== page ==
Depreciation: Tax Cuts and Jobs Act Brings Big Changes

 
 
 

The Tax Cuts and Jobs Act enacted at the end of 2017 brought forth many changes to the tax law that the industry knew and operated by for 30+ years.  Though there are many topics the TCJA addressed, one particularly hot topic that saw significant changes was depreciation.  The new depreciation legislation is effective from 2018 – 2026, and while there are many technical depreciation topics that can be addressed, we’ve narrowed it down to these top four:

1. Section 179 Depreciation

  • The immediate write off tangible personal property
  • Maximum deduction of $1,000,000
  • Phase-out calculation kicks in when current year acquisitions are greater than $2,500,000
  • Must have taxable income to take advantage of the deduction

Section 179 depreciation can be utilized on equipment, furniture & fixtures, qualified improvement property, and certain improvements to nonresidential real property (think roofs, HVAC, security systems, etc.).  Do note that a taxpayer must have taxable income in order to deduct section 179 depreciation, and the deduction may not generate a taxable loss.

2. Bonus Depreciation

  • The immediate write off property with a depreciable life of 20 years or less
  • The write off is 100% of the asset costs. That is not a typo.
  • Used property now qualifies for bonus depreciation deductions
  • No requirement to have taxable income

Yes, you read that right. The TCJA increased the bonus depreciation deduction from 50% to 100% and will be effective until 2022. After that, the allowable bonus depreciation deduction will decrease by 20% each year until fully phased out in 2027.

3. Building Improvements

  • The 15-year depreciable life and bonus depreciation were accidentally repealed for building improvements when the new category of qualified improvement property replaced qualified leasehold improvement, retail improvement, and restaurant improvement property
  • 39-year life now applies for building improvements; no bonus depreciation
  • Qualified improvement property is still eligible for section 179 depreciation
  • Efforts are moving forward to issue a technical correction regarding the accidental repeal of 15-year life and bonus depreciation, but to date one has not been finalized and issued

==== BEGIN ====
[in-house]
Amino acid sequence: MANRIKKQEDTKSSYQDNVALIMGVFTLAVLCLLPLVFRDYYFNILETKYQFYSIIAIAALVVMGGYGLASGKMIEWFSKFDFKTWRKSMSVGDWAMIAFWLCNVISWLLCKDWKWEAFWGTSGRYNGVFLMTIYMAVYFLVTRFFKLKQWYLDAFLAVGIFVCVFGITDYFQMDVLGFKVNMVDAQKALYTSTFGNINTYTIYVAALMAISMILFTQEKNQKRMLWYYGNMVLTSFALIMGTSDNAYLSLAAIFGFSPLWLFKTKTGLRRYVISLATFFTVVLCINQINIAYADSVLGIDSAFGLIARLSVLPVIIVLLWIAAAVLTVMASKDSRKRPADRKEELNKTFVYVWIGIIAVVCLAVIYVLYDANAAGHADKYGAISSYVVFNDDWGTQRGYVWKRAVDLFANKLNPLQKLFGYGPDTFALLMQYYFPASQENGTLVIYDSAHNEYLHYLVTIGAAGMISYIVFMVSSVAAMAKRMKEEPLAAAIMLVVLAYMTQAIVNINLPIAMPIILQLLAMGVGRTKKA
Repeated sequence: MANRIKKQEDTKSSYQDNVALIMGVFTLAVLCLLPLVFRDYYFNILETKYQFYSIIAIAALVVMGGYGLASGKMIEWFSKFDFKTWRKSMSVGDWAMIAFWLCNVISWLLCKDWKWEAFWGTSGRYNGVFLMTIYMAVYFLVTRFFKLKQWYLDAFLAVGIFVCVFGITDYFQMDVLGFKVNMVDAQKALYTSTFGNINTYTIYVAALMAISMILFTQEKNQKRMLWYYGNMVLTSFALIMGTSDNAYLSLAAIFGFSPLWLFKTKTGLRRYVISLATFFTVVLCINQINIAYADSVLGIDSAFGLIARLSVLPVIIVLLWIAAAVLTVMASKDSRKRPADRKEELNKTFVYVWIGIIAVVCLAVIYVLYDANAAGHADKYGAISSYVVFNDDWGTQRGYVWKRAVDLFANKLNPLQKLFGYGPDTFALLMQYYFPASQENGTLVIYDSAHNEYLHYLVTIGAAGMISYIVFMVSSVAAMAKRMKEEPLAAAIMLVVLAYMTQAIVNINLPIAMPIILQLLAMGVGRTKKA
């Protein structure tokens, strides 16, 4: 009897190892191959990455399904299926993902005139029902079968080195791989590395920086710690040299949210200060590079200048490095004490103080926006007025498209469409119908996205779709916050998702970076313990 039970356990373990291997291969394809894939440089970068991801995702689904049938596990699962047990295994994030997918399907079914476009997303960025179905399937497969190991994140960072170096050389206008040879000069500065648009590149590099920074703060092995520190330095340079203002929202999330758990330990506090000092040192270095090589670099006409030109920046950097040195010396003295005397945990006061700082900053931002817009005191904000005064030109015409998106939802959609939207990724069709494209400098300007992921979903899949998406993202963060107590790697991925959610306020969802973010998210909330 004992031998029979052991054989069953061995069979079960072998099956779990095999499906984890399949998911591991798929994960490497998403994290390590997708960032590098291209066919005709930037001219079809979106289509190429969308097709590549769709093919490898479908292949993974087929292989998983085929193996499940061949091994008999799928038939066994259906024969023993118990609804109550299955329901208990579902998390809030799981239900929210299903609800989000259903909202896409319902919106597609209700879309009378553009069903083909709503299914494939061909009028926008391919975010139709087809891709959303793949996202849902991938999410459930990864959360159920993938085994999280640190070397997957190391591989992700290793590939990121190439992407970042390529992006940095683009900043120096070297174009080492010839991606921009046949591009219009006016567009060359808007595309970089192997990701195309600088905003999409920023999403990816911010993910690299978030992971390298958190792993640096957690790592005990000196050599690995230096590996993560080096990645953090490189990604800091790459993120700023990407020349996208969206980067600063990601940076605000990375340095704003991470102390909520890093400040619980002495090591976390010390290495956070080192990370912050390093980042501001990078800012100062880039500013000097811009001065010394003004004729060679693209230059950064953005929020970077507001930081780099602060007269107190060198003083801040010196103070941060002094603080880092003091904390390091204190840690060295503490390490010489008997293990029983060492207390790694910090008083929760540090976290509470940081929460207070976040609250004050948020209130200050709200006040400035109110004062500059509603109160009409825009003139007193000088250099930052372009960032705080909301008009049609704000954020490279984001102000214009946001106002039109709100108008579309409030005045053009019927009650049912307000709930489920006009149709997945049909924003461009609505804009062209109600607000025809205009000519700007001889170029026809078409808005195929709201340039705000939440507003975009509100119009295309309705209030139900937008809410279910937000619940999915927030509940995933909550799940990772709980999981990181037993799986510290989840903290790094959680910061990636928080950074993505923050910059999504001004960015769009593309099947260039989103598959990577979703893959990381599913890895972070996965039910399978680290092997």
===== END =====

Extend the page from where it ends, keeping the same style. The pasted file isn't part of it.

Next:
A wording oversight in the depreciation legislation of the TCJA has caused a hiccup in the plans for many taxpayers (and their CPAs) for 2018 tax returns.  However, we are hopeful that a technical correction will be issued and applied retroactively to smooth out the kinks and bring back the benefits of 15-year life/bonus depreciation eligibility for qualified real property and building improvements.

4. Like-Kind Exchanges

  • Section 1031 gain on sale deferral; applicable when selling qualified property and buying qualified replacement property
  • Limited to real property (buildings and land)
  • Vehicle and equipment trade-ins no longer qualify for deferred gain treatment

Vehicle trade-ins have been a huge hit in the past and many taxpayers have reaped the benefits of a like-kind exchange. While these trade-ins no longer qualify for gain deferral, the sale and purchase of replacement real property is still applicable and still a significant tax incentive.

All in all, the TCJA as it relates to depreciation brought forth favorable changes for the next few years. If you would like more information on the depreciation topics discussed, please contact your ATKG accounting professional.


Brian Beverley is a Director at ATKG. He is a Certified Public Accountant and received his Bachelor of Business Administration in Accounting from The University of Texas at San Antonio. Brian can be reached at 210.733.6611 or via email at bbeverley@atkgcpa.com. 
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